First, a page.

The movement: Keeping your hands clenched in front of your chest, squat down by pushing your hips back and bending the knees until your thighs are parallel to the floor. Throughout the movement, keep your torso upright and knees wide apart. Return to the start position by pushing through the hips and the heels and repeat 12–15 times.

*Top tip

This exercise will help strengthen your glutes, hamstrings and thighs.

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Triceps dip

Start position: Using a step/low chair/bench, sit your back and bum against the front and place your hands behind you on the edge. Keep your knees at 90 degrees, heels on the floor and toes up in the air. Lift your body up so that your hips are off the step and level with your hands. Engage your core by pulling your belly button in towards the spine.

The movement: Slowly lower yourself down towards the ground by bending the arms until your elbows are at 90 degrees. Then return to the start position by pushing your palms down on the support. Repeat 8–10 times.

*Top tip

This exercise will strengthen and tone your arms.

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Opposites

Start position: Support yourself on your hands and knees with hands under shoulders and knees under hips. Maintain a flat back and keep your neck in a straight line with your back. Place your left hand on the base of your neck. Engage your core by pulling your belly button in towards the spine.

The movement: Lift your right leg up as if showing the outside of your thigh to the sky, keeping the knee bent, whilst you simultaneously raise your left elbow to the sky. Finish so that your right knee and your left elbow are level with your back. Aim to keep your hips and shoulders parallel to the floor throughout the movement. Slowly return to the start position. Repeat 10 times on each side.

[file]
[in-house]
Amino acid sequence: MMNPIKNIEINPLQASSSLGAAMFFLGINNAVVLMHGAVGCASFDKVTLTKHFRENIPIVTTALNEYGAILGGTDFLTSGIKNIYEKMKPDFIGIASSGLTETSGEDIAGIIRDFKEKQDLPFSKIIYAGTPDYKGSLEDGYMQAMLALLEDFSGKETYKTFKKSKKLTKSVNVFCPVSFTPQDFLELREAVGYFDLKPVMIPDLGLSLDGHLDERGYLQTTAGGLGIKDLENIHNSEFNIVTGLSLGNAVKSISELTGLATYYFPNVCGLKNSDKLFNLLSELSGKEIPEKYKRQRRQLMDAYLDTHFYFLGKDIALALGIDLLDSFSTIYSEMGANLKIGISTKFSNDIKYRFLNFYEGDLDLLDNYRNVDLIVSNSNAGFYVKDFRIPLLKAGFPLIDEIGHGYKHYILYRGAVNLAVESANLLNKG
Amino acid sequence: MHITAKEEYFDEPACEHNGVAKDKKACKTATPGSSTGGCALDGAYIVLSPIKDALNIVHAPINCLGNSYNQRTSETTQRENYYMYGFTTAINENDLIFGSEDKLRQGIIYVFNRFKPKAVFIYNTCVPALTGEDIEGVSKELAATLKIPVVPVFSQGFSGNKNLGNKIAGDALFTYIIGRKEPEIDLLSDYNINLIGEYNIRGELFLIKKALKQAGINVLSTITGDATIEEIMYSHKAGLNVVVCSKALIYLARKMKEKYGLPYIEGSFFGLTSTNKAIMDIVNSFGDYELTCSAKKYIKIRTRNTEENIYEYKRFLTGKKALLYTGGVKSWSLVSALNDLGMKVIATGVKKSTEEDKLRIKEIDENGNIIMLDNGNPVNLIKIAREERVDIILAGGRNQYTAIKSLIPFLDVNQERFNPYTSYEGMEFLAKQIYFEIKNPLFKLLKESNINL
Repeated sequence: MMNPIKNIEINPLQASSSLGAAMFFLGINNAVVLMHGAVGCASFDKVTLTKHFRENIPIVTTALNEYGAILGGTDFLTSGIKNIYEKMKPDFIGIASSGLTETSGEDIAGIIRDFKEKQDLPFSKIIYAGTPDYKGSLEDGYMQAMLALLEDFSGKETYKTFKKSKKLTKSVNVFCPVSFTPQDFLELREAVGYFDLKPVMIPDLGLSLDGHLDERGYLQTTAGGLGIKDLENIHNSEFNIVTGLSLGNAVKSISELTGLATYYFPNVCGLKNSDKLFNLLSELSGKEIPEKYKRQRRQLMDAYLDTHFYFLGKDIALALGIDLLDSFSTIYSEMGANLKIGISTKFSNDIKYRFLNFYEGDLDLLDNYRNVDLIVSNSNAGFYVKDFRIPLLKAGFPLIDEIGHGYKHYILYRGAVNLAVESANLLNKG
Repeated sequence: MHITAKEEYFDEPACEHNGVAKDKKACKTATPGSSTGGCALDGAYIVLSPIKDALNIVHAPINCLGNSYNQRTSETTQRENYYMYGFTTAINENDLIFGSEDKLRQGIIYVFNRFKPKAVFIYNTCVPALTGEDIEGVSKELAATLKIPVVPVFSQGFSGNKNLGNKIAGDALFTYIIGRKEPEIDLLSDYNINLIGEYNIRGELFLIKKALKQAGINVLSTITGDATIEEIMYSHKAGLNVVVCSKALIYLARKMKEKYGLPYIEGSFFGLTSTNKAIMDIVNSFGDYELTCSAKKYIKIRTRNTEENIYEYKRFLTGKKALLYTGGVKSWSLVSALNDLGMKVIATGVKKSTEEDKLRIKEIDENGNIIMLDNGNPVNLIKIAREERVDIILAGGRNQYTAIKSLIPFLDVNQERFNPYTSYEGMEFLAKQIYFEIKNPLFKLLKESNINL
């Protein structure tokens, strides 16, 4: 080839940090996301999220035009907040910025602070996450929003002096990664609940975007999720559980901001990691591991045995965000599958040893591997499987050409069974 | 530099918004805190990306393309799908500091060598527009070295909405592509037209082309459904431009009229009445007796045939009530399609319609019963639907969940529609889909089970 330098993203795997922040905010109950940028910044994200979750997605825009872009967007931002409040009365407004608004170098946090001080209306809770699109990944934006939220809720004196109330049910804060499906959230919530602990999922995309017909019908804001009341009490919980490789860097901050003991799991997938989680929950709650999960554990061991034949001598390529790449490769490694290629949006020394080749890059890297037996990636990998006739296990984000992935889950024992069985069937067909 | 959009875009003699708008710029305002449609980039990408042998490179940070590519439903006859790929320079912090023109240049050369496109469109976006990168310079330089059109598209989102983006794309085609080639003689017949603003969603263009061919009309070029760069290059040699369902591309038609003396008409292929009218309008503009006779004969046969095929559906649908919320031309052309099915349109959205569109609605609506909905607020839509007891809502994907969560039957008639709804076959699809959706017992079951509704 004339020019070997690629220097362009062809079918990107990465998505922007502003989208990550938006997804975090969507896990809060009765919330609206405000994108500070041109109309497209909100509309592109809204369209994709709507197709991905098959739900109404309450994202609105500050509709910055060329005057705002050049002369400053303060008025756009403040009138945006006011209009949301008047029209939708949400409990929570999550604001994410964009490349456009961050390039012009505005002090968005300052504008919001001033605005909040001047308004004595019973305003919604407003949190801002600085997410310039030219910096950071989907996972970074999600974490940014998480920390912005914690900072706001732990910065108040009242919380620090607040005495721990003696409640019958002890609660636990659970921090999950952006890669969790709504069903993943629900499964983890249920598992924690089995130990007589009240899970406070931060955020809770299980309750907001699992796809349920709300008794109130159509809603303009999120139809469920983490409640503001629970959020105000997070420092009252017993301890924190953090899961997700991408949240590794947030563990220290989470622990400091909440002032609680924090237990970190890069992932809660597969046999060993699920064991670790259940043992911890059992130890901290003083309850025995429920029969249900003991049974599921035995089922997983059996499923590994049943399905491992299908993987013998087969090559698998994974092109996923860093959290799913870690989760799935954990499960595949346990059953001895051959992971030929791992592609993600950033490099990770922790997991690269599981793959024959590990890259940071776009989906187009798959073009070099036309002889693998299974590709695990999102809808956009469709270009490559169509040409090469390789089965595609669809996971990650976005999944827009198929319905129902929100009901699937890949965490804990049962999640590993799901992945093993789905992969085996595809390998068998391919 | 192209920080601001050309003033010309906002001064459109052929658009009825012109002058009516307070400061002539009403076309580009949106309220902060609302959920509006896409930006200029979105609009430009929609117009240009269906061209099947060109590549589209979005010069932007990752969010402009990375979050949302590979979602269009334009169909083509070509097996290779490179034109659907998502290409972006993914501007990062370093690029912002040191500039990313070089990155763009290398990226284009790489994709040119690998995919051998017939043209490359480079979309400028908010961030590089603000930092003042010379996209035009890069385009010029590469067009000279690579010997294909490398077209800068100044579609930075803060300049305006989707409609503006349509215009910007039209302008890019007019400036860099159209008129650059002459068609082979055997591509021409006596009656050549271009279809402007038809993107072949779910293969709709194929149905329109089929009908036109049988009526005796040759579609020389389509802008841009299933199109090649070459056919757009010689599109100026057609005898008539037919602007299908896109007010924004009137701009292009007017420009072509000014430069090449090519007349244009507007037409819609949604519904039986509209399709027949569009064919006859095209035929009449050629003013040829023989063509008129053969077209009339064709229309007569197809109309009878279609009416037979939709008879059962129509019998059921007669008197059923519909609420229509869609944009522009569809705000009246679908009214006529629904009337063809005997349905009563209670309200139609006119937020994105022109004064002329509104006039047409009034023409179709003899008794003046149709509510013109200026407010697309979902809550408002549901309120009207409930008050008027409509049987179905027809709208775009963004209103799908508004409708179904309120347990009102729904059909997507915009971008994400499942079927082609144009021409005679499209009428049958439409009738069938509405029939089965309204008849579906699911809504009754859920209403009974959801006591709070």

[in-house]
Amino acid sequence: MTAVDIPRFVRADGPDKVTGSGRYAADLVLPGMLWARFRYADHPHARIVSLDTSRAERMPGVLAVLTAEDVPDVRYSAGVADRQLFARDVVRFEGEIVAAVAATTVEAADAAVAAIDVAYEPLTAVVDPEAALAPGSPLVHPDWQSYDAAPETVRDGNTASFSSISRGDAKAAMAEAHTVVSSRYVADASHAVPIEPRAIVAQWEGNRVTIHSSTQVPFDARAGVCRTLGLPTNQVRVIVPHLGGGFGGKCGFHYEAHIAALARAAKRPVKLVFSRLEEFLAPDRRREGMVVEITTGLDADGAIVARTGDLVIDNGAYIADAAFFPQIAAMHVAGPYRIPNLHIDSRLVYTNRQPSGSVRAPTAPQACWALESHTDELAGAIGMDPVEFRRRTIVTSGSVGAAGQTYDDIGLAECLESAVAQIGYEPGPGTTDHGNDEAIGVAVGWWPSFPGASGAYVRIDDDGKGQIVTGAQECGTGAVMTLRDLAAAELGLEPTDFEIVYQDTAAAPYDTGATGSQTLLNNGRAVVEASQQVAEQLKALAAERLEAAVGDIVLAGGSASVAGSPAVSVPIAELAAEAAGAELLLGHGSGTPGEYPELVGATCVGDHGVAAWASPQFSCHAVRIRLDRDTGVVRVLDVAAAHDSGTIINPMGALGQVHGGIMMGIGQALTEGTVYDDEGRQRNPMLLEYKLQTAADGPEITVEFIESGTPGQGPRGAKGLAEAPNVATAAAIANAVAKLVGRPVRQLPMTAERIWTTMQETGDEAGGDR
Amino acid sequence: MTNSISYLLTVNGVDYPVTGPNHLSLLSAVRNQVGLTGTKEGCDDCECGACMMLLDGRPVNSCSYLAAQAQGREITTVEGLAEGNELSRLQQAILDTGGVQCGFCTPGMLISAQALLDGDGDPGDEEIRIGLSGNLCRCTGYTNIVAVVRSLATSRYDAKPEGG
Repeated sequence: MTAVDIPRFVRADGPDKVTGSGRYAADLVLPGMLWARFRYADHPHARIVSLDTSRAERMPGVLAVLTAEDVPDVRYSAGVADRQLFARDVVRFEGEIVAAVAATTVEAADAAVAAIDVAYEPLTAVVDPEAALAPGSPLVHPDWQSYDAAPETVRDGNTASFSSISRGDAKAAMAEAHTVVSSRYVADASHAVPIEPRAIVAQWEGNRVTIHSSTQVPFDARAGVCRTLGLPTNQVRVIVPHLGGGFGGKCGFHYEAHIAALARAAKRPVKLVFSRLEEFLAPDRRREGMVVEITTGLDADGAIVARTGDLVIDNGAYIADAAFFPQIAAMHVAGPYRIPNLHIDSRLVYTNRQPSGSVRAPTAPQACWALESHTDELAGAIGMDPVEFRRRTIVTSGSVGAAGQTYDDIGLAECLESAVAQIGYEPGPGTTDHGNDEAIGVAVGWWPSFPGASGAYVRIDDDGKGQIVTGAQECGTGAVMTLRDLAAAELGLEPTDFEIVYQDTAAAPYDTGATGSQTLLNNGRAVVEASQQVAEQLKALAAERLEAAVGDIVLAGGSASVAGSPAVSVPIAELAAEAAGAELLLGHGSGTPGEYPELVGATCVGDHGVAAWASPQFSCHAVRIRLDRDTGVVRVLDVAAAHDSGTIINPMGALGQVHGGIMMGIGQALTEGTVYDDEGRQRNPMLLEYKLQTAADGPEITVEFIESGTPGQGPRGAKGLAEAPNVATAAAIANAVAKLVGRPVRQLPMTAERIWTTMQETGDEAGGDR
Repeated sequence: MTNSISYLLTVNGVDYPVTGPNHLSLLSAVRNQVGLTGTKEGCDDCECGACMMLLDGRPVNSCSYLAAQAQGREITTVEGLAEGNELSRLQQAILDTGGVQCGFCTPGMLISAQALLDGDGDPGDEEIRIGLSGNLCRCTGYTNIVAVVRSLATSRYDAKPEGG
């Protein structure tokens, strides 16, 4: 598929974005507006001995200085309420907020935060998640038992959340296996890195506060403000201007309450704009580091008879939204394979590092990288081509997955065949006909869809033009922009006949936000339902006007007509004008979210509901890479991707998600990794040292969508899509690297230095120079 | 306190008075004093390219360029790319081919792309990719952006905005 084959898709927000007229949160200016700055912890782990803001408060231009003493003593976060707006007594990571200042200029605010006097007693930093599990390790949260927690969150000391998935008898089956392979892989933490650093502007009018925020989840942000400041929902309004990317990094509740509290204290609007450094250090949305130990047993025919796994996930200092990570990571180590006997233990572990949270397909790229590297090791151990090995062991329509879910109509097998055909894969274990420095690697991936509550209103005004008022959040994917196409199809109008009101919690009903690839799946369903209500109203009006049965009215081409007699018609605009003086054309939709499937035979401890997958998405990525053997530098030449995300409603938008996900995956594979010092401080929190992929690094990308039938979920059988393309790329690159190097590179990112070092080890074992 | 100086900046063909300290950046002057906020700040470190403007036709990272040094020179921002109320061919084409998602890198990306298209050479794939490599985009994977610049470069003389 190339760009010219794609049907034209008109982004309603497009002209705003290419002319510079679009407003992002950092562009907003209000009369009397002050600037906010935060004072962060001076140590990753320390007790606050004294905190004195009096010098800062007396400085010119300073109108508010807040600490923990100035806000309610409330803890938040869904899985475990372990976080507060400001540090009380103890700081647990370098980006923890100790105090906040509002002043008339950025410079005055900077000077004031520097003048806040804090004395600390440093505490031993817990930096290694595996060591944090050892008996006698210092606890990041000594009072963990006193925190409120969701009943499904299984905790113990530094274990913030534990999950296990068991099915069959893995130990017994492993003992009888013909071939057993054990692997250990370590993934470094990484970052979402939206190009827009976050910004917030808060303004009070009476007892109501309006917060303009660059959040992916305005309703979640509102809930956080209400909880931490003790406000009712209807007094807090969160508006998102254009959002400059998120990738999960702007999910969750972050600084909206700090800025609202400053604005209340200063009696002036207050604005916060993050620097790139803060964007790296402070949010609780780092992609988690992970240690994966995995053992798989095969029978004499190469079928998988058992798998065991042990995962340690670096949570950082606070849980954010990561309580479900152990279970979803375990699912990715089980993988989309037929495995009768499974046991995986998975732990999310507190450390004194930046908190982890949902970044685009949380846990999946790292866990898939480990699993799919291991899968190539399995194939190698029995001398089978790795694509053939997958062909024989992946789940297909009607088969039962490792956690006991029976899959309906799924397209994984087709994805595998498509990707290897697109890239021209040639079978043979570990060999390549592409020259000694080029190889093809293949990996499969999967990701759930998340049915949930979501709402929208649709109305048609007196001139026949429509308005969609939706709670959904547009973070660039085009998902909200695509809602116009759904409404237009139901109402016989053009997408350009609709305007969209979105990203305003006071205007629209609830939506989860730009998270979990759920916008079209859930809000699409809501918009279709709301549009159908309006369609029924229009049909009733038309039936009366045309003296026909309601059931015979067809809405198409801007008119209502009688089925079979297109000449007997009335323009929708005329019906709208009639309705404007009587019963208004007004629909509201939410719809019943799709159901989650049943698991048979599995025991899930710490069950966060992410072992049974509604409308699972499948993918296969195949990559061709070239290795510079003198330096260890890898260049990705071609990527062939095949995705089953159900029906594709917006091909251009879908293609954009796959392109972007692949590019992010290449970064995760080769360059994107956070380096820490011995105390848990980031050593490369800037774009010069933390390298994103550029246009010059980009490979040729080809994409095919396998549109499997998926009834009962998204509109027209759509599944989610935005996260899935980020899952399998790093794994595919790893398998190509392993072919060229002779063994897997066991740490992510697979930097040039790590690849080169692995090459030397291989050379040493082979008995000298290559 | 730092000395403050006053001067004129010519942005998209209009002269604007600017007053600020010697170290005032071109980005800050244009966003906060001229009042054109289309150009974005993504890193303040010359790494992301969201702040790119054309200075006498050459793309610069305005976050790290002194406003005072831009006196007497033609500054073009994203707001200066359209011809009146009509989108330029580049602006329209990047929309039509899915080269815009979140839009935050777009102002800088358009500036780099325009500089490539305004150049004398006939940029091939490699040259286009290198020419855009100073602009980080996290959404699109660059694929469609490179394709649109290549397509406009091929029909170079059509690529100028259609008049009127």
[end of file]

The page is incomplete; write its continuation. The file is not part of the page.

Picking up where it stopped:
*Top tip

This is an incredibly effective exercise to help improve the strength of your postural muscles and lower back.

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T

Start position: Stand with your feet hip-width apart. Bend your knees and lean forwards so your torso is at a 45-degree angle. Keep your head and back all in a straight line, your shoulders back and down and your hands directly below your chest with fists clenched and thumbs pointing outward. Engage your core by pulling your belly button in towards the spine.

The movement: Keeping your body still and your core engaged, raise your arms out to the sides to form a ’T’ shape, then return to the start position. Repeat 12–15 times.

*Top tip

Performed slowly and under control, this is a great postural move for your upper back to stop your shoulders from slumping forwards.

I hope this helps ladies. Be kind to yourself!

James Duigan x